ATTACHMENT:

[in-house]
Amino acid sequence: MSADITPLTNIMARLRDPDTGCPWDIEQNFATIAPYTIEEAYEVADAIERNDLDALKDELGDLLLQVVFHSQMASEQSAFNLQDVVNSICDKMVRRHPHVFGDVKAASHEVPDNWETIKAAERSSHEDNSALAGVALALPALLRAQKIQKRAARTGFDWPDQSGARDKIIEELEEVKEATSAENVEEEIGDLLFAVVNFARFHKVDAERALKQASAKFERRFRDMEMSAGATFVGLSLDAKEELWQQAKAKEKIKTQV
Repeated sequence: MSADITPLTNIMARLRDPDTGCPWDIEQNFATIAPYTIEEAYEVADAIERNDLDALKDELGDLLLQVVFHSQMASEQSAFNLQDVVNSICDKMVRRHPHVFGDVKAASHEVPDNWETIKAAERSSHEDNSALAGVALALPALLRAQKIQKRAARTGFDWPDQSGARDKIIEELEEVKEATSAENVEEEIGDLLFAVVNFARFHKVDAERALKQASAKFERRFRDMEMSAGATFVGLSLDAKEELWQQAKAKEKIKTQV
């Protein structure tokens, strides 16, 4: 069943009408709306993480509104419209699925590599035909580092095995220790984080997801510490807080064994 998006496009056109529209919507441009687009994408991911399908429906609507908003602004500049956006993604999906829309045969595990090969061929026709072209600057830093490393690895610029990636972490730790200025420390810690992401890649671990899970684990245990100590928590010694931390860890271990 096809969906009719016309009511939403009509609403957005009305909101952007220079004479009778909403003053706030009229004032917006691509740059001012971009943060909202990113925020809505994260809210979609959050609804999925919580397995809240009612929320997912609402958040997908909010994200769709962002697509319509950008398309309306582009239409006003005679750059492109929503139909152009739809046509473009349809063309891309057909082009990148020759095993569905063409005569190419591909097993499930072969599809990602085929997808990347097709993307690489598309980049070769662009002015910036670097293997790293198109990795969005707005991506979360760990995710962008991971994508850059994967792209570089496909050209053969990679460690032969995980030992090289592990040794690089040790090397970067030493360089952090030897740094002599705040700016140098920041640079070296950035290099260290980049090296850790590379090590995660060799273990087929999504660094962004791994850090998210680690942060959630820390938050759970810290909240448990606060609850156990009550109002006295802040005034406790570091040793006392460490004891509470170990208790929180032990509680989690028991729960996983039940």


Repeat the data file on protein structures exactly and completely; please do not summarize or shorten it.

[in-house]
Amino acid sequence: MSADITPLTNIMARLRDPDTGCPWDIEQNFATIAPYTIEEAYEVADAIERNDLDALKDELGDLLLQVVFHSQMASEQSAFNLQDVVNSICDKMVRRHPHVFGDVKAASHEVPDNWETIKAAERSSHEDNSALAGVALALPALLRAQKIQKRAARTGFDWPDQSGARDKIIEELEEVKEATSAENVEEEIGDLLFAVVNFARFHKVDAERALKQASAKFERRFRDMEMSAGATFVGLSLDAKEELWQQAKAKEKIKTQV
Repeated sequence: MSADITPLTNIMARLRDPDTGCPWDIEQNFATIAPYTIEEAYEVADAIERNDLDALKDELGDLLLQVVFHSQMASEQSAFNLQDVVNSICDKMVRRHPHVFGDVKAASHEVPDNWETIKAAERSSHEDNSALAGVALALPALLRAQKIQKRAARTGFDWPDQSGARDKIIEELEEVKEATSAENVEEEIGDLLFAVVNFARFHKVDAERALKQASAKFERRFRDMEMSAGATFVGLSLDAKEELWQQAKAKEKIKTQV
């Protein structure tokens, strides 16, 4: 069943009408709306993480509104419209699925590599035909580092095995220790984080997801510490807080064994 998006496009056109529209919507441009687009994408991911399908429906609507908003602004500049956006993604999906829309045969595990090969061929026709072209600057830093490393690895610029990636972490730790200025420390810690992401890649671990899970684990245990100590928590010694931390860890271990 096809969906009719016309009511939403009509609403957005009305909101952007220079004479009778909403003053706030009229004032917006691509740059001012971009943060909202990113925020809505994260809210979609959050609804999925919580397995809240009612929320997912609402958040997908909010994200769709962002697509319509950008398309309306582009239409006003005679750059492109929503139909152009739809046509473009349809063309891309057909082009990148020759095993569905063409005569190419591909097993499930072969599809990602085929997808990347097709993307690489598309980049070769662009002015910036670097293997790293198109990795969005707005991506979360760990995710962008991971994508850059994967792209570089496909050209053969990679460690032969995980030992090289592990040794690089040790090397970067030493360089952090030897740094002599705040700016140098920041640079070296950035290099260290980049090296850790590379090590995660060799273990087929999504660094962004791994850090998210680690942060959630820390938050759970810290909240448990606060609850156990009550109002006295802040005034406790570091040793006392460490004891509470170990208790929180032990509680989690028991729960996983039940």